FOCUS: Scarlet Page
23 July 2020
Prolific documentary music photographer Scarlet Page talks to us about she embarked on a career photographing the stars of the music industry. The pandemic for some has unleashed a new creative path, read on to find out more behind Scarlet's lockdown project Buddy.
© Scarlet Page. Stereophonics - Performance and Cocktails album artwork.
Can you tell us about your background and how you got into photography?
I completed a degree in Photo Arts at PCL/University of Westminster for three years in the early 90’s. I went on to assist Ross Halfin, a photographer in the ‘rock’ business for about 18 months before branching out on my own. I didn’t set out to be a music photographer but it felt comfortable to be one having grown up in a musical household.
© Scarlet Page. Slash - Resonators
You have photographed many a music star. Can you tell us about any stand out shoots?
I love photographing the really visual artists such as Marilyn Manson but at the same time love photographing musicians who ‘hate’ having their photograph taken, I feel their pain but try to make it as quick and painless as possible striving to capture the essence of the subject in as natural way as possible! In the last year I worked with Stereophonics again on their number one album doing all the press shots, which was brilliant as I have worked with them over the years since 1996.
© Scarlet Page. Chrissie Hynde - Resonators
Can you offer any advice on how to engage with your subject?
I hate being photographed so feel empathy for my subject, some are natural performers but the more reluctant ones I try to draw out with a mix of silly banter and working fast. My lighting set ups are unfussy and I love to work with natural light too depending on what the final result needs to be. I like the images to look like it was a scenario that was really happening rather than a set up shoot.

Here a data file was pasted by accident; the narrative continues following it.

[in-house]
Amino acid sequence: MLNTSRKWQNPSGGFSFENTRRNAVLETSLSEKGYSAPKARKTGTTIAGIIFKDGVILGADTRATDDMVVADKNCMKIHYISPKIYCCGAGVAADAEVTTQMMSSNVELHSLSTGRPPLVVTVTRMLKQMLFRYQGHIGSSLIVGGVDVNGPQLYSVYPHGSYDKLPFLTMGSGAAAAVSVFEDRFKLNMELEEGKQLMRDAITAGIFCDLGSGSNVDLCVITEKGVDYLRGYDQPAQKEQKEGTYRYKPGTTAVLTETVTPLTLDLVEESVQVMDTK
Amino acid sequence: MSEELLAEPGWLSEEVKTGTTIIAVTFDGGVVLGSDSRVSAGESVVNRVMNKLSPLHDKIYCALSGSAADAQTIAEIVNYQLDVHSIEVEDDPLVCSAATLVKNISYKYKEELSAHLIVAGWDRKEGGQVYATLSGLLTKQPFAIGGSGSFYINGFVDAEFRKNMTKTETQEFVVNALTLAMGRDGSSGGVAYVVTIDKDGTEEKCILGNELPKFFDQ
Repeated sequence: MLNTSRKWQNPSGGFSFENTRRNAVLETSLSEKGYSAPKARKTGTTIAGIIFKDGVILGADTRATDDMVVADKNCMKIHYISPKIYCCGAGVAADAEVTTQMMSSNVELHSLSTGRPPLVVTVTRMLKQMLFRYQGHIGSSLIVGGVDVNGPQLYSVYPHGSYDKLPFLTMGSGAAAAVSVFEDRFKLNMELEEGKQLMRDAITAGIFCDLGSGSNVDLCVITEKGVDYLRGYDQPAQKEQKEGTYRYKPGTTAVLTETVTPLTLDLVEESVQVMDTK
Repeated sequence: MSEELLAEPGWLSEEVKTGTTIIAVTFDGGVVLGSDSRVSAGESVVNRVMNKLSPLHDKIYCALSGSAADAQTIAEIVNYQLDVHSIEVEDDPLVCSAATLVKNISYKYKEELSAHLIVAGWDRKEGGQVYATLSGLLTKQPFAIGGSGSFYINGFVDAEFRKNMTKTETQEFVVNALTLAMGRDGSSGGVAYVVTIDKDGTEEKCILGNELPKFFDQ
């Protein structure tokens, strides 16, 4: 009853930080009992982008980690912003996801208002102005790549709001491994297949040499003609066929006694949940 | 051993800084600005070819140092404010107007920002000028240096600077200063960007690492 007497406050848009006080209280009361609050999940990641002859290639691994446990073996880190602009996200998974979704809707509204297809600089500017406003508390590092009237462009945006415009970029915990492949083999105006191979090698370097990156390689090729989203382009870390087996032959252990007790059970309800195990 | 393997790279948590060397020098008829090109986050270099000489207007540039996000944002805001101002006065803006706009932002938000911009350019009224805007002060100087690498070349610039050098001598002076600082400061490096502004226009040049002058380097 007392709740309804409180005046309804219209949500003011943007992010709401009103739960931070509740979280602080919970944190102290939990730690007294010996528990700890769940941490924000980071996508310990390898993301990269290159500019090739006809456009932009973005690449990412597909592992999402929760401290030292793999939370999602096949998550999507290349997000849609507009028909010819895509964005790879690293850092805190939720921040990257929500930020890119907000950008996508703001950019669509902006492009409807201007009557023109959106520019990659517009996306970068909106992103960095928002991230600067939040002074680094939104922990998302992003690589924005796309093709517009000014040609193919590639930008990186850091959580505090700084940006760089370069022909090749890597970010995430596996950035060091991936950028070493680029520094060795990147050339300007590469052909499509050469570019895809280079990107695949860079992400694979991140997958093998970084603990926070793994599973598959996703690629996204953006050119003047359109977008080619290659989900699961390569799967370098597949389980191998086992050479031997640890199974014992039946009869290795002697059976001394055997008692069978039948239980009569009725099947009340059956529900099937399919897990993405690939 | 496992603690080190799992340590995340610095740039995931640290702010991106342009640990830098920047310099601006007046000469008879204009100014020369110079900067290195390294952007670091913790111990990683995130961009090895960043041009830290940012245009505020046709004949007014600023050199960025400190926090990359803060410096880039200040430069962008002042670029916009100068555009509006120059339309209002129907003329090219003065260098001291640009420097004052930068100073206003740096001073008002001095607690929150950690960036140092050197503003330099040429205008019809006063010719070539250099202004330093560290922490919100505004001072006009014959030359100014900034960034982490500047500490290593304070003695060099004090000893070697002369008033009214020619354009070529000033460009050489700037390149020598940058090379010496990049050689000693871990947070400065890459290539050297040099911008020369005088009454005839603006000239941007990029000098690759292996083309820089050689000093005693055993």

© Scarlet Page. Brian Molko - Kerrang Magazine
The pandemic has had a huge effect on the music industry, has this allowed you to develop a new creative path with your Buddy project? We’d love to hear more about how it came about
Yes, all the events I had been booked for have been moved to 2021 and I have spoken with press officers about FaceTime shoots that their artists have done, sounds interesting! I have been able to indulge in digitising my negatives and slides that I shot from ’94-2007 and focus on my print sales side of the business which has been keeping me afloat. ‘Buddy' was a project I have always wanted to do, during lockdown it was a creative necessity for me to shoot something. Luckily for me when my other half got home from work I could escape and shoot in the early evenings during lockdown. All the shots were done quickly in the gardens and neighbour hoods of the kids. The only requirement was that they hold their ‘buddy’. One of my children aged 9, has leaned very heavily on comfort toys at this time and this also inspired me to push forward with the idea. I like the parallel this forms with my Resonators project where I photographed guitarists with their guitars, their number one love, their raison d’être.
© Scarlet Page. David Bowie - Press shot.
As a relatively new member of our community can you talk about your reasons for joining the AOP.
My friend Adele Rider has always had a connection with the AOP and pre lockdown I came to a talk that she gave on ‘mindfulness for photographers’, we photographer’s spend much time on our own and I felt it would be invaluable to be part of a community which could inspire and offer support. As a represented photographer at Female Perspective I became a member before lockdown and it has really given me so much in these last few months. I have made incredible contacts and watched many webinars by AOP and f22 group.